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Volume 2014 |Article ID 348305 | https://doi.org/10.1155/2014/348305

Sanghyun Park, Kyungho Lee, "Advanced Approach to Information Security Management System Model for Industrial Control System", The Scientific World Journal, vol. 2014, Article ID 348305, 13 pages, 2014. https://doi.org/10.1155/2014/348305

Advanced Approach to Information Security Management System Model for Industrial Control System

Academic Editor: Sang-Soo Yeo
Received13 Apr 2014
Accepted06 Jun 2014
Published21 Jul 2014

Abstract

Organizations make use of important information in day-to-day business. Protecting sensitive information is imperative and must be managed. Companies in many parts of the world protect sensitive information using the international standard known as the information security management system (ISMS). ISO 27000 series is the international standard ISMS used to protect confidentiality, integrity, and availability of sensitive information. While an ISMS based on ISO 27000 series has no particular flaws for general information systems, it is unfit to manage sensitive information for industrial control systems (ICSs) because the first priority of industrial control is safety of the system. Therefore, a new information security management system based on confidentiality, integrity, and availability as well as safety is required for ICSs. This new ISMS must be mutually exclusive of an ICS. This paper provides a new paradigm of ISMS for ICSs, which will be shown to be more suitable than the existing ISMS.

1. Introduction

In general information systems, almost all security groups use the international information security management system (ISMS) standard which is ISO 27000 series. ISO 27000 series focuses on protection of confidentiality, integrity, and availability of information [13]. This ISMS is appropriate for general information systems, where the main threats are dynamic and variable, like malicious hacking.

However, industrial control systems (ICSs) are different from general information systems. While protection from dynamic, variable threats is important on an ICS, safety is most crucial in industrial control [46].

When national infrastructures, like nuclear power plants, deploy an ICS, the ICS is evaluated on the basis of safety [7]. In the field, safety is evaluated by IEC 61508 and IEC 61511. IEC 61508 is the international standard for Functional Safety of Electrical-Electronic-Programmable Electronic Safety-Related Systems and IEC 61511 is the technical standard that defines practices in the engineering of systems that ensures safety of an industrial process (see Figure 1).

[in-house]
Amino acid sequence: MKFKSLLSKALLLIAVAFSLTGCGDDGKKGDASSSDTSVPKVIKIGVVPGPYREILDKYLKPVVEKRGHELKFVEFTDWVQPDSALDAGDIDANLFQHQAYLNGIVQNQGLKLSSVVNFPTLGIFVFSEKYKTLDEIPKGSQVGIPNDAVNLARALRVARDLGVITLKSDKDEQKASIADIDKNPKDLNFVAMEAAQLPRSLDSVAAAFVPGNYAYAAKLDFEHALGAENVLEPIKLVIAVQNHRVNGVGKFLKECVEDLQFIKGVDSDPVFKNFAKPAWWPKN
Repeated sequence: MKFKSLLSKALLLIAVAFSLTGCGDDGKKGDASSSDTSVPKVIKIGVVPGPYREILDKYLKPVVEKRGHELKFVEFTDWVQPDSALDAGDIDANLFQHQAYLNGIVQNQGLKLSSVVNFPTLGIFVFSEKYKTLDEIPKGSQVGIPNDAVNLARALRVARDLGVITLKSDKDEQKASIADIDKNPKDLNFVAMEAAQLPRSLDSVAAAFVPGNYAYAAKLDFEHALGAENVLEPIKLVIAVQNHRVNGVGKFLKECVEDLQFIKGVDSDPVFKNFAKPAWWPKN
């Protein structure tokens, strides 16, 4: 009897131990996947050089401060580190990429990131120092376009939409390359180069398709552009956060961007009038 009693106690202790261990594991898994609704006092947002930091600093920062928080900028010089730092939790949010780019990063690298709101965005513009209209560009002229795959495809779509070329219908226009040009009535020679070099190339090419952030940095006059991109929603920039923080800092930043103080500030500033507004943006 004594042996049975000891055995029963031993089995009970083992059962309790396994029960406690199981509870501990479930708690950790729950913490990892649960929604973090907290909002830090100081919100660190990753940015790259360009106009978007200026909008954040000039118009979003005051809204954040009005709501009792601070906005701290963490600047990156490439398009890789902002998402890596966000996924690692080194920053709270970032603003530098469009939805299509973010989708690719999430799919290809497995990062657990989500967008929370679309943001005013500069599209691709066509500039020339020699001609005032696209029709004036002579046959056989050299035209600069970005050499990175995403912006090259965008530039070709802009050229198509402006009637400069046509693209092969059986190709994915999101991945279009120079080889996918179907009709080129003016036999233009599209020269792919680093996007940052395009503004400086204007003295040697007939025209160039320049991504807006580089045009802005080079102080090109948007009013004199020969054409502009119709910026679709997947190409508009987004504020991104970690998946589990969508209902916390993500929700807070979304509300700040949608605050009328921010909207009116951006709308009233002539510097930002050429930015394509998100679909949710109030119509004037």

ISMS is based on confidentiality, integrity, and availability, and the security needs of ICS are not mutually exclusive because the nature of such businesses is different from general information systems. ICS is of significance in the control of national infrastructures. These systems have unquestionable value, and they must be safe [7, 8]. For this reason, ICSs require safety first, rather than other ISMS based attributes. In the field, process owners for ICSs in fact follow the safety standards IEC 61508 and IEC 61511.

In short, it should be configured to a new ISMS based on views of confidentiality, integrity, and availability, as well as safety (see Figure 2).

The ISMS is framework which has presented three views which are confidentiality, integrity, and availability to protect information [1]. However, this paper casts doubt on sufficiency for the three views of existing ISMS to protect assets from internal and external threats and vulnerabilities in ICS.

In case of ICS, social impact due to threats and vulnerabilities like hacking, natural disaster, and internal problems for system cannot compare with general information systems and has great damage that brings out severe economic and social dislocation [4, 5, 8]. Thus, safety becomes the main keyword in ICS.

The requirements of IEC 61511 are based on safety, whereas the requirements and controls of ISO 27001 and NIST SP 800-53 are based on confidentiality, integrity, and availability [7]. When it comes to the safety in ISO 27001 and NIST SP 800-53, it is just a part of availability, so the safety of IEC 61511 is different from the safety of NIST SP 800-53 and ISO 27001.

As a result, this paper suggests that safety presented IEC 61511 should be considered as a part of new ISMS with confidentiality, integrity, and availability. The reason is that information in ICSs could be exposed, leaked, or tweaked if internal safety for system is not guaranteed for unexpected environmental changes like fluctuation of temperature and humidity in ICSs and absence of safety from external threats and vulnerabilities like hacking and natural disaster have a great ripple effect socioeconomically [8, 9].

Therefore, safety should be acknowledged as essential value in ISMS of equal level with confidentiality, integrity, and availability in ICS.

In order to prove this point, we will compare and analyze security controls or requirements of three international standards, namely, ISO 27001, NIST SP 800-53, and IEC 61511. If the safety requirements of IEC 61511, which is followed by people in the ICS field, barely match the security controls that include 21 requirements of ISO 27001, or the security controls of NIST SP 800-53, the ISMS for ICSs, in its present form, is faulty and ineffective [1, 10, 11].